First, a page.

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Toray Adds Recycled Version of Primeflex Stretch Fabric to Lineup

Toray Industries is giving its signature stretch fabric an eco-friendlier spin.

The Tokyo-based firm announced on Friday the launch of a new iteration of Primeflex composed of 50 percent recycled polyethylene terephthalate—better known as PET—and 18 percent bio-based fibers derived from plants.

The material, Toray says, meets the sportswear consumer’s “demand for sustainability without compromising stretch.”

Now entering its 20th year, Primeflex gets its bouncy hand from the bi-component structure of the yarn, which pits the disparate properties of its component materials against one another to generate its “strong stretch, kickback and lightweight” characteristics, according to the manufacturer.

The recycled version will be available in Spring/Summer 2021, during which Toray will make available a raft of woven and knitted textiles for the sportswear and casual apparel markets.

The company pegs initial-year sales of the fabric at 500,000 meters, and aims to sell 3 million meters by fiscal year 2022.

Toray has tackled the use of virgin materials in fashion fibers before. In September, it linked arms with Japanese retailer Uniqlo to create a line of apparel derived from Dry EX, a blend of recycled down and reclaimed PET from plastic bottles.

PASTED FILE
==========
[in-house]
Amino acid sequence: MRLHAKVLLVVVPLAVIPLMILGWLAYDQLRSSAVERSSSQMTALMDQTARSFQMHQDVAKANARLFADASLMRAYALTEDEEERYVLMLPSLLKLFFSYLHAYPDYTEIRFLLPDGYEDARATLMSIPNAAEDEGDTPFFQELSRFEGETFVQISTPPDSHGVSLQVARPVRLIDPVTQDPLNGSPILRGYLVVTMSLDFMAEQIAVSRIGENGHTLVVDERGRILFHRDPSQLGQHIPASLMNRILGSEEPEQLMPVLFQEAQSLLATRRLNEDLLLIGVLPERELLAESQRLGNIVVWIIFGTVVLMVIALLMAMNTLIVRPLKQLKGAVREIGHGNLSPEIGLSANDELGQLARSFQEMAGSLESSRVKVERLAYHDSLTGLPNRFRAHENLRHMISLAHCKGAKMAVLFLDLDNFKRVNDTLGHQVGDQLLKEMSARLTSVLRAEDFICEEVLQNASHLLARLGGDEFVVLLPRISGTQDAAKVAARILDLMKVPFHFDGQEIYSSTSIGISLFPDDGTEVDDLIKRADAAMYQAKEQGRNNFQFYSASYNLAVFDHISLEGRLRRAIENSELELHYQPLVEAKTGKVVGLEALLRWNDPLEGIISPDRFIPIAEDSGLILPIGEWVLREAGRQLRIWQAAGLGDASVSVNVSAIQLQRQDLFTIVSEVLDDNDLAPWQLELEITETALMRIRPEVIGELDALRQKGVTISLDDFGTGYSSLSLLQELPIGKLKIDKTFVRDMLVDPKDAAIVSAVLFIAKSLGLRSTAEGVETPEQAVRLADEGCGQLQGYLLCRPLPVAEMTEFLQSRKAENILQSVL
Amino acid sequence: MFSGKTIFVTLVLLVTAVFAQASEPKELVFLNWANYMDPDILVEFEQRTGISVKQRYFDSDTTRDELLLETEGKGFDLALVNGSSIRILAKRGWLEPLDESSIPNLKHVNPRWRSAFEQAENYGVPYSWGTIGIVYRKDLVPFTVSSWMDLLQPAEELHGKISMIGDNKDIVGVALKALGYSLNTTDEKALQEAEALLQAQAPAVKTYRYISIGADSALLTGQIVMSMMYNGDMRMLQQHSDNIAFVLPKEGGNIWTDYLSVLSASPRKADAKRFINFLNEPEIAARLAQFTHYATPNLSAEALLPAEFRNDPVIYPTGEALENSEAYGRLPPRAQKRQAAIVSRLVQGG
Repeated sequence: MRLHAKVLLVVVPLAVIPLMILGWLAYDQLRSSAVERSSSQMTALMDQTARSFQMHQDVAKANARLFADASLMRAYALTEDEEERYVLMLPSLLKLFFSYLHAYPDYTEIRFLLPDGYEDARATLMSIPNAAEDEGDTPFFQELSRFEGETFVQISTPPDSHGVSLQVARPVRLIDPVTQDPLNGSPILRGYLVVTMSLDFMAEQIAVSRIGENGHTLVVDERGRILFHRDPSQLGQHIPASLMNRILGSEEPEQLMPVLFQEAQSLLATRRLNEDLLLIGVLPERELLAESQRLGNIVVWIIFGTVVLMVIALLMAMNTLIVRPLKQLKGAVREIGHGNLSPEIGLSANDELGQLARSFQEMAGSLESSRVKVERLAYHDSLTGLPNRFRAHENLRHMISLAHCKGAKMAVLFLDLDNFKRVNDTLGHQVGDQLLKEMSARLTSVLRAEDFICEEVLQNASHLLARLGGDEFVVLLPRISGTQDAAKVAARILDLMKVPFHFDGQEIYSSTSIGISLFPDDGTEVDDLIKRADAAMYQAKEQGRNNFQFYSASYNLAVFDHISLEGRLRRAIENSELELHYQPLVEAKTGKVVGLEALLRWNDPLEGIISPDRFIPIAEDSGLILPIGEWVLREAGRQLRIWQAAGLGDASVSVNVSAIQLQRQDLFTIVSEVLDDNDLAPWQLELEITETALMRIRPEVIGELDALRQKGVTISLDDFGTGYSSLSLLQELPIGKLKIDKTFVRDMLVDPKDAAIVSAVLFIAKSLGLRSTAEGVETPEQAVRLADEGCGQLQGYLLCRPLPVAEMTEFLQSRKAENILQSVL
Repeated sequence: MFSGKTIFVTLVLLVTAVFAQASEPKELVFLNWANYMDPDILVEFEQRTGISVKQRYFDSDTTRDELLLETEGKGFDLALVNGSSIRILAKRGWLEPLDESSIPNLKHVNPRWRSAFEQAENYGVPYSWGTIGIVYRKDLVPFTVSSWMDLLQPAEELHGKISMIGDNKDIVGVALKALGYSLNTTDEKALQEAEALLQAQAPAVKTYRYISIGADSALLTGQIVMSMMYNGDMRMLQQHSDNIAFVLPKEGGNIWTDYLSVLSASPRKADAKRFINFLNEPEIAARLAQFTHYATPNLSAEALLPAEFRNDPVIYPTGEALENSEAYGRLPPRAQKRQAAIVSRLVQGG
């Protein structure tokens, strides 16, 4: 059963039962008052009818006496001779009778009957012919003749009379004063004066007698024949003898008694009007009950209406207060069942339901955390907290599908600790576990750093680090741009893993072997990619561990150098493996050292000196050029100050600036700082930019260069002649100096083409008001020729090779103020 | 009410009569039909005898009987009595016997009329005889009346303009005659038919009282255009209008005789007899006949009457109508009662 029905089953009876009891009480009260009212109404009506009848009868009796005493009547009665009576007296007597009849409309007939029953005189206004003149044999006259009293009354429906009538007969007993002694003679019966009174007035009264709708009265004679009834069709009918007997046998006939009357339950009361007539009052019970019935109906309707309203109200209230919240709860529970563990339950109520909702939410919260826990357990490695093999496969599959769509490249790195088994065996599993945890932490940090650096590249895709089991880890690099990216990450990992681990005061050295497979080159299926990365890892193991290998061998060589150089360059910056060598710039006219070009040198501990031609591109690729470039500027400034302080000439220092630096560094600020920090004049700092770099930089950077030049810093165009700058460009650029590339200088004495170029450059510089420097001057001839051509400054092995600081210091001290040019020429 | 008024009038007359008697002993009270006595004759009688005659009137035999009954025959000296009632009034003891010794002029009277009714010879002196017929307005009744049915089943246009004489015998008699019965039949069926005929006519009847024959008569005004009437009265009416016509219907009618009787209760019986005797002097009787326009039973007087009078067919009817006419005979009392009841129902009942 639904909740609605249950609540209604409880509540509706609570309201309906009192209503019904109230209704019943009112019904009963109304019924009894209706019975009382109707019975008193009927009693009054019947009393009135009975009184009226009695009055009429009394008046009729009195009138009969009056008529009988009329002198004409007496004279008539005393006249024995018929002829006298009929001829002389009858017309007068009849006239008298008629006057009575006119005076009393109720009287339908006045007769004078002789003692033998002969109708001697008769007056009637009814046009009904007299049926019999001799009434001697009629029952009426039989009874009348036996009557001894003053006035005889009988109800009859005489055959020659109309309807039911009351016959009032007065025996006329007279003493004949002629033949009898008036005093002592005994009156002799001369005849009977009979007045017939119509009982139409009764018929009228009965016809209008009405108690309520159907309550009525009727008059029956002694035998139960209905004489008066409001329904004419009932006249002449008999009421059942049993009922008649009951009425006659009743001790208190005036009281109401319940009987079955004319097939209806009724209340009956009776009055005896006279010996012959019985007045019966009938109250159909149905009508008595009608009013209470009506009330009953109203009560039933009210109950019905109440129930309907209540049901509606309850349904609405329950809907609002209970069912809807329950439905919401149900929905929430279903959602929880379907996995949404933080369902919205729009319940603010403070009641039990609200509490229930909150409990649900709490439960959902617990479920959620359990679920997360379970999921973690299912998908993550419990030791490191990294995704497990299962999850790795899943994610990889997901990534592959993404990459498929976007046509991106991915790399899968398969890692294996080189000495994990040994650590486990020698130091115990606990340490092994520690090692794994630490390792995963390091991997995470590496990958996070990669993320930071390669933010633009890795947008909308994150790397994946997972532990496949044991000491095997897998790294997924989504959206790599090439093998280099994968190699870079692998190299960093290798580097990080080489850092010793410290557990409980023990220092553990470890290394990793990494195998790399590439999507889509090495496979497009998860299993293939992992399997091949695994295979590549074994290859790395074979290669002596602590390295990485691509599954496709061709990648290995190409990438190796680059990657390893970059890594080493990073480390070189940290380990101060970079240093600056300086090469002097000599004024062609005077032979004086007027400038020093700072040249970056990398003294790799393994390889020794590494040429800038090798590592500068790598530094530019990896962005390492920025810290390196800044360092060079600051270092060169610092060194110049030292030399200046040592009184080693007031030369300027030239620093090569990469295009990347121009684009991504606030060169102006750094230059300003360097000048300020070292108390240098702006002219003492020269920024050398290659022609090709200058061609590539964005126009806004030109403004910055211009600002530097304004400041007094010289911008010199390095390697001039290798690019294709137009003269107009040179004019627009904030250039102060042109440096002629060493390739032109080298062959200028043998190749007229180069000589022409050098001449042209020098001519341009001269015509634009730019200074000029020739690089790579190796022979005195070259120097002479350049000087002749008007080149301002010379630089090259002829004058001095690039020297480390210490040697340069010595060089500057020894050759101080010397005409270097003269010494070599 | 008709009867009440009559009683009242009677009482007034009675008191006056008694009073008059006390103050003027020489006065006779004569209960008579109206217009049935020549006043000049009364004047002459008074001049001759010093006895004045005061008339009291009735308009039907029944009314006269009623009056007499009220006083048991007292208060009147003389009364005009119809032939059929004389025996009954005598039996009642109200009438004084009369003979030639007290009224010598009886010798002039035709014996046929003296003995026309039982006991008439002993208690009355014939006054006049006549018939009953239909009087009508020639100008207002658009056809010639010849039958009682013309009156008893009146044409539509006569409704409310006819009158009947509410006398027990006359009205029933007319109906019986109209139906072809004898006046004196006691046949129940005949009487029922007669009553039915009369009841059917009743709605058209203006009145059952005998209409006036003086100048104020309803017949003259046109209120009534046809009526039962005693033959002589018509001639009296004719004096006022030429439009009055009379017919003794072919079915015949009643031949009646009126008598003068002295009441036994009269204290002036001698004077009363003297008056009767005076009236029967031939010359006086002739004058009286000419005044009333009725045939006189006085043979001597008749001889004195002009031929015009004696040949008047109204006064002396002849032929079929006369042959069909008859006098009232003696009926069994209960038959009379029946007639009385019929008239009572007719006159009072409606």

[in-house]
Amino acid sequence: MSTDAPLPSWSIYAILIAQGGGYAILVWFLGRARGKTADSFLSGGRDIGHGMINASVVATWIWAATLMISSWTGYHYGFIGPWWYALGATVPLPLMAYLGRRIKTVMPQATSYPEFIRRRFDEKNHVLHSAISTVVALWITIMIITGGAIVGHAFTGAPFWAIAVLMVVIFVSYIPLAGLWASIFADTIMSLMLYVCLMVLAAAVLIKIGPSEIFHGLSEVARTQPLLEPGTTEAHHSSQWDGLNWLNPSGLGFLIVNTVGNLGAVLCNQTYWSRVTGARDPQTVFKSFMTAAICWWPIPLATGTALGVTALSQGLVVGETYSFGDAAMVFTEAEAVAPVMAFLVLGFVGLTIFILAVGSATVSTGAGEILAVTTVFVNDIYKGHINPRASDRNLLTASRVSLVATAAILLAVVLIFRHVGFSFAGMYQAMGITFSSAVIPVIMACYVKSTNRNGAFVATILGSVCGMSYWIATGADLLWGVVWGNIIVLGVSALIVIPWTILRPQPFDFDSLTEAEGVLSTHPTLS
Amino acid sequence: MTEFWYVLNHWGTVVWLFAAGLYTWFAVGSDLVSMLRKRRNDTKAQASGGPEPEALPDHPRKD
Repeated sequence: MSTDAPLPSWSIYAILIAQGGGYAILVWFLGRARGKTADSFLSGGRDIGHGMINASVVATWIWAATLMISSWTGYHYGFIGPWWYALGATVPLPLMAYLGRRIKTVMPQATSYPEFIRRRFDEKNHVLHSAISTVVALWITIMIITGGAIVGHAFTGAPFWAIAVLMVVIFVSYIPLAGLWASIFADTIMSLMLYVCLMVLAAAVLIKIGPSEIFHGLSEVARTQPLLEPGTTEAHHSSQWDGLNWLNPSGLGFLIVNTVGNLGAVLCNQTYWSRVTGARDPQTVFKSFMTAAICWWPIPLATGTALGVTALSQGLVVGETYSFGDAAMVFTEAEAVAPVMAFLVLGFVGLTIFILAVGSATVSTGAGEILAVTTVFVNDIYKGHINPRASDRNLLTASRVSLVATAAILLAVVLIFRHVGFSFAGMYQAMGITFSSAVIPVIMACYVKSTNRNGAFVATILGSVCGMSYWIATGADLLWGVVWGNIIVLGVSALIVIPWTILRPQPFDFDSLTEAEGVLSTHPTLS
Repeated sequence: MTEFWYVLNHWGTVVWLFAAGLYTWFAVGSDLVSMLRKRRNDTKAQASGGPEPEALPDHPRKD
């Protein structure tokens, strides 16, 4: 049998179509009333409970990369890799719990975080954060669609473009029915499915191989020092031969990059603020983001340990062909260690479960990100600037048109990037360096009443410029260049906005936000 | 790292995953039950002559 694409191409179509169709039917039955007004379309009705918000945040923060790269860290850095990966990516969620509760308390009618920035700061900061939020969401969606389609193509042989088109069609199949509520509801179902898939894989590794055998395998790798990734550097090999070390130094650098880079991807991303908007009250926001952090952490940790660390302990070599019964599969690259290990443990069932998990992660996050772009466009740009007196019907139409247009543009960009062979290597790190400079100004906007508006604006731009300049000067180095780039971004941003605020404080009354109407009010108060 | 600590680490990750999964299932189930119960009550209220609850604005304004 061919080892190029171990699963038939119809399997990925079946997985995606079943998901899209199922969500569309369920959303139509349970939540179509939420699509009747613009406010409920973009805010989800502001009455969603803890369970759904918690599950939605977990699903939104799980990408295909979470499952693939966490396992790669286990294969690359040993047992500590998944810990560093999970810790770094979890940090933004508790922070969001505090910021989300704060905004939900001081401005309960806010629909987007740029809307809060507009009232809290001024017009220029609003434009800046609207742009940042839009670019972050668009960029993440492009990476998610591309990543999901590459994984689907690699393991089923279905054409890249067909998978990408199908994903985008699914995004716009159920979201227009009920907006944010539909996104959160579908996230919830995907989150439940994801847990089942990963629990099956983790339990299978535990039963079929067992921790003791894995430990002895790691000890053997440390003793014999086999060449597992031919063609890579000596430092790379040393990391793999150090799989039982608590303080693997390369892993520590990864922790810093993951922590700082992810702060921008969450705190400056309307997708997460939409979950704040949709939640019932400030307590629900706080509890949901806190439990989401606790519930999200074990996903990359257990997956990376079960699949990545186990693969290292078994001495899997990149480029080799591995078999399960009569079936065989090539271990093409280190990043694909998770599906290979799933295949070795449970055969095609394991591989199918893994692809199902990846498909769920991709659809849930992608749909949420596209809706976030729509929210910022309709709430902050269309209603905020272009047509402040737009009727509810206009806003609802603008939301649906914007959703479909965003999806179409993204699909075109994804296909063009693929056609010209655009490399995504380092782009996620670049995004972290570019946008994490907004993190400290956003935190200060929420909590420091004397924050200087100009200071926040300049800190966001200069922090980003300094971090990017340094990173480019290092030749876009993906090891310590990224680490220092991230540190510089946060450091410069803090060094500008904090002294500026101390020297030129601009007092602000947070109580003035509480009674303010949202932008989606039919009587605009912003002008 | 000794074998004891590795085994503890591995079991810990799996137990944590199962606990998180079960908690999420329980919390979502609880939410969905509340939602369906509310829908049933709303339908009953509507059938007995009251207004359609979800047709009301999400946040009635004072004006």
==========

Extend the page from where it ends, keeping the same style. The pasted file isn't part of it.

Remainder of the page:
The collaboration goes beyond clothing, too. As part of the agreement, Uniqlo will send castoff Ultralight Down materials to Toray’s freshly minted down-separation system to rescue the material for a second life.

“We are aiming to create new value through clothing and contribute to the sustainability of society,” Tadashi Yanai, chairman and president of Uniqlo parent company Fast Retailing, said at the time. “Under this partnership, we will start a new material recycling and recycling initiative, through which we will deliver simple, highly functional, high-quality and sustainable clothing to customers around the world.”

Toray isn’t the only company to delve into recycled stretch fibers, either. Last September, Lycra debuted its first branded elastane made with pre-consumer recycled materials. The fiber giant says it also plans to transition most of its Coolmax and Thermolite fiber products to post-consumer recycled versions—which, like the new elastane, are part of the EcoMade umbrella of products—by the end of 2021.

In March 2019, Unifi rolled out TruFlexx, an engineered stretch fiber made with Repreve-branded recycled polyester. Roica by Asahi Kasei is another favorite with members of the responsible-denim sector, including Italian mill Candiani, which recently employed its recycled elastic polyurethane filament to make stretch ReLast fabric.

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